BLUEASH, Ohio, March 22, 2016 – Aprecia Pharmaceuticals today announced that SPRITAM® (levetiracetam) tablets, for oral suspension, is now available as an adjunctive therapy in the treatment of partial onset seizures, myoclonic seizures and primary generalized tonic-clonic seizures. SPRITAM is the first prescription drug product approved by the U.S. Food and Drug Administration (FDA) that is manufactured using 3D printing technology. This innovative product disintegrates in the mouth with a sip of liquid and offers a new option for patients, including those who may struggle to take their medicine.
“As we explored potential applications for our 3D printing technology in prescription drug products, it was important that we identified disease areas with a real need for patient-friendly forms of medication,” said Don Wetherhold, CEO of Aprecia. “SPRITAM is designed to transform what it is like to take epilepsy medication, and is the first in a line of products we are developing to provide patients and their caregivers with additional treatment options.”
SPRITAM is formulated with Aprecia’s proprietary ZipDose® Technology, which combines the precision of 3D printing and formulation science to produce rapidly disintegrating formulations of medications. Manufactured in a regulated commercial-scale facility, SPRITAM is available in four unit-dose strengths, including 250 mg, 500 mg, 750 mg and 1,000 mg.
Nearly three million people in the United States were living with active epilepsy in 2013,  and about 150,000 new cases are being diagnosed every year in the U.S. 
Swallowing challenges can make taking medication difficult. In fact, two separate online surveys found that between 40 percent (N=679) and 50 percent (N=1,000) of surveyed U.S. adults – even those without epilepsy – have experienced difficulty swallowing tablets and capsules.   Both surveys reported that 8 percent of those who reported swallowing difficulty also admitted to skipping doses of prescribed medication.   In a separate survey conducted in epilepsy patients (N=661), adherence issues were shown to have the potential to undermine treatment outcomes, with results indicating that as many as 45 percent of epilepsy patients reported experiencing a seizure after missing a dose of their medication.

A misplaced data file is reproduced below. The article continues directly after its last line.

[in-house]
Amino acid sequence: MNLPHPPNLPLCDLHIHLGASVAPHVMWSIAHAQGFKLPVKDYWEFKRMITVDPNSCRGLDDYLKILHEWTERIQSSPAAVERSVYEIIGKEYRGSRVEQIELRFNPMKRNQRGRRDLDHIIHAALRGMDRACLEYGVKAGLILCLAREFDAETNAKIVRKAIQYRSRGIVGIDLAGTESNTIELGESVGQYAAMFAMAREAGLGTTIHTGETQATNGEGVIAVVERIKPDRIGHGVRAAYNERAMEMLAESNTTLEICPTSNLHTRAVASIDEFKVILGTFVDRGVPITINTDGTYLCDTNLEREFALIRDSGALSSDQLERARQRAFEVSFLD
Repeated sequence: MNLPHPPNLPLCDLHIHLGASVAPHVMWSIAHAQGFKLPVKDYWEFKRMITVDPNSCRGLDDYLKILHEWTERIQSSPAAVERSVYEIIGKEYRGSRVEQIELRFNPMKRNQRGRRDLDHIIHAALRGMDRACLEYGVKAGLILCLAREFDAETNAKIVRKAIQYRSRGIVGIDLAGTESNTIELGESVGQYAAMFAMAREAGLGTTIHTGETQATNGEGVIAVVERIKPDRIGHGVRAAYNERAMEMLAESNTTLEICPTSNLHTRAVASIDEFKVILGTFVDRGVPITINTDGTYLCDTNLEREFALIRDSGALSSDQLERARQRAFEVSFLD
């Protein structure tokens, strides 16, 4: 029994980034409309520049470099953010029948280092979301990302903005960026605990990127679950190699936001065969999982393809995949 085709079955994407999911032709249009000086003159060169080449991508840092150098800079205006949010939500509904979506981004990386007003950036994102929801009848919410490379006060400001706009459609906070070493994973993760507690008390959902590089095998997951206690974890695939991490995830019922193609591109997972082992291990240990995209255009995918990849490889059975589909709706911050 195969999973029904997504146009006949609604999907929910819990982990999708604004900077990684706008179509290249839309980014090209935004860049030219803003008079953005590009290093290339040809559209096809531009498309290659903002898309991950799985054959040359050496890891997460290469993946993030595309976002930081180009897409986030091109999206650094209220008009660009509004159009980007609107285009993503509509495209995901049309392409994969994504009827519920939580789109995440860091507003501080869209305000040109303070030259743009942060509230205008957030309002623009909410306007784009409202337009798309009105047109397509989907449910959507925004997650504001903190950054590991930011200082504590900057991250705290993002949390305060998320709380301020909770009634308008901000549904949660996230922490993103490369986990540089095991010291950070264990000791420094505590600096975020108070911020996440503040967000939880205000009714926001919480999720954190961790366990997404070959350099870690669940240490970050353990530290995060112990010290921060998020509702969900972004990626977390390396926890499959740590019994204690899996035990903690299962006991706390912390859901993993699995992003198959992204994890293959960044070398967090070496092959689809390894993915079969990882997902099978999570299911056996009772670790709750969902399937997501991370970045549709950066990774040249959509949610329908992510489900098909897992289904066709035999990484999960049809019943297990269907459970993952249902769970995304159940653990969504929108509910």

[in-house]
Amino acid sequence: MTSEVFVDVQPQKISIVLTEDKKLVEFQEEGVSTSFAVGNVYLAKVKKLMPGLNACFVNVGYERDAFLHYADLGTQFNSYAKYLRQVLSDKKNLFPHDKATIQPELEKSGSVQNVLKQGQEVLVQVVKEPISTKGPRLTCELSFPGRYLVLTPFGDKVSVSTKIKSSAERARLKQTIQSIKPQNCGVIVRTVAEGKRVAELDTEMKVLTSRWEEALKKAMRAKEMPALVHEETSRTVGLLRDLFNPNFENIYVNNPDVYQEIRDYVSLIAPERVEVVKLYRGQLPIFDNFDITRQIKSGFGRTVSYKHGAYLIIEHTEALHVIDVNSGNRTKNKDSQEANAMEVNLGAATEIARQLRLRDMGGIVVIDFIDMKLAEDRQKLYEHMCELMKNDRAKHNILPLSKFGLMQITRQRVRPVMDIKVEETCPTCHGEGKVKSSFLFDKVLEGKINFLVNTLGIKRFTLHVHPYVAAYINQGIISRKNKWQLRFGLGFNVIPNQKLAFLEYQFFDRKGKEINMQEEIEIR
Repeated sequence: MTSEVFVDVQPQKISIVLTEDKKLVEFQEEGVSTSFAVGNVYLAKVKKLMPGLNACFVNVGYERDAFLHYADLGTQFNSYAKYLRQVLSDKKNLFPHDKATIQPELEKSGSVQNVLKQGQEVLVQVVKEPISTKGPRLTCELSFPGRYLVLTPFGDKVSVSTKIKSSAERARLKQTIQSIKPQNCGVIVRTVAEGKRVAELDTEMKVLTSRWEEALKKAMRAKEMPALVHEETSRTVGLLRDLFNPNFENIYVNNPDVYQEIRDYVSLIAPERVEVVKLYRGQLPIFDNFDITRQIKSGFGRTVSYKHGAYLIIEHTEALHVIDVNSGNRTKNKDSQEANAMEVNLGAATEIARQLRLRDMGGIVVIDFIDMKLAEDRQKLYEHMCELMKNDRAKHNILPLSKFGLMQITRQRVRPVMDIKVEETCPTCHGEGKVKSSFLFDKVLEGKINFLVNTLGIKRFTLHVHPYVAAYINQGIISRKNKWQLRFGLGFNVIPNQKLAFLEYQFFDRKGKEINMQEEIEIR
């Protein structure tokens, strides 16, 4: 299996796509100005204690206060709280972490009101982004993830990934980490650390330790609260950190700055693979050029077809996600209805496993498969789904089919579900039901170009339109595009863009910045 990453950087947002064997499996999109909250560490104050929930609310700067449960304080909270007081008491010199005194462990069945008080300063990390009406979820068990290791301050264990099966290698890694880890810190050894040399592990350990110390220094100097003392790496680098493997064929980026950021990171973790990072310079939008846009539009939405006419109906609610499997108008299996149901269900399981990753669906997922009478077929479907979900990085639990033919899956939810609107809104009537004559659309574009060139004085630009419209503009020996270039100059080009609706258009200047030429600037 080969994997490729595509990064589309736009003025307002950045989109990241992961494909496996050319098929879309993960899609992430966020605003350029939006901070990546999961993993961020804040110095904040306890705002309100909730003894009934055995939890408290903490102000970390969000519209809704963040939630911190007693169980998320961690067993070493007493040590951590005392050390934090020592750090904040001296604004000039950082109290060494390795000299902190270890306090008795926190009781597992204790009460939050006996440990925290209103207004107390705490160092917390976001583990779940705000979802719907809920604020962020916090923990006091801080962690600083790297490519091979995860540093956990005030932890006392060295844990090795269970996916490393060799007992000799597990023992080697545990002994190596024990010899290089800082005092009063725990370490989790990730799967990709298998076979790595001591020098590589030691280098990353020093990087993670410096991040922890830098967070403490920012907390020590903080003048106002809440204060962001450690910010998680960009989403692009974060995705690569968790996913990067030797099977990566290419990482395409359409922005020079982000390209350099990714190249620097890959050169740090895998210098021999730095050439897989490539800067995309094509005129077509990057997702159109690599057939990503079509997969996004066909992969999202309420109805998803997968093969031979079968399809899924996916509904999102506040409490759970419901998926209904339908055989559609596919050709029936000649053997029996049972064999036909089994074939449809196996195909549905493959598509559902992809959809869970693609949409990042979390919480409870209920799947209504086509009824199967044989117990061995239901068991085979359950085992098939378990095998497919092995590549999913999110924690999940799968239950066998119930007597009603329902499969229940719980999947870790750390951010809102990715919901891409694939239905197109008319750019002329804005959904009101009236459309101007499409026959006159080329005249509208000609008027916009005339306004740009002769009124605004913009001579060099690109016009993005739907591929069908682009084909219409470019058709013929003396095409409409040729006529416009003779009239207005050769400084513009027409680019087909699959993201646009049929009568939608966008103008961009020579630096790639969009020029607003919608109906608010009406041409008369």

For more information, visit www.SPRITAM.com.
SPRITAM (levetiracetam) is a prescription medicine taken by mouth that is used with other medicines to treat partial onset seizures in people 4 years of age and older with epilepsy, myoclonic seizures in people 12 years of age and older with juvenile myoclonic epilepsy, and primary generalized tonic-clonic seizures in people 6 years of age and older with certain types of generalized epilepsy. SPRITAM is recommended for use in people weighing 20 kg (44 lbs) or more.
SPRITAM may not be for everyone. Ask your healthcare provider if SPRITAM is right for you.
Antiepileptic drugs, including SPRITAM, may cause suicidal thoughts or actions in a very small number of people, about one in 500. Call your healthcare provider right away if you have new or worsening symptoms of depression, any unusual changes in mood or behavior, or suicidal thoughts, behavior, or thoughts about self harm that you have never had before or may be worse than before.
SPRITAM may cause extreme sleepiness, tiredness, and weakness, and problems with muscle coordination. You should not drive, operate machinery or do other dangerous activities until you know how SPRITAM affects you.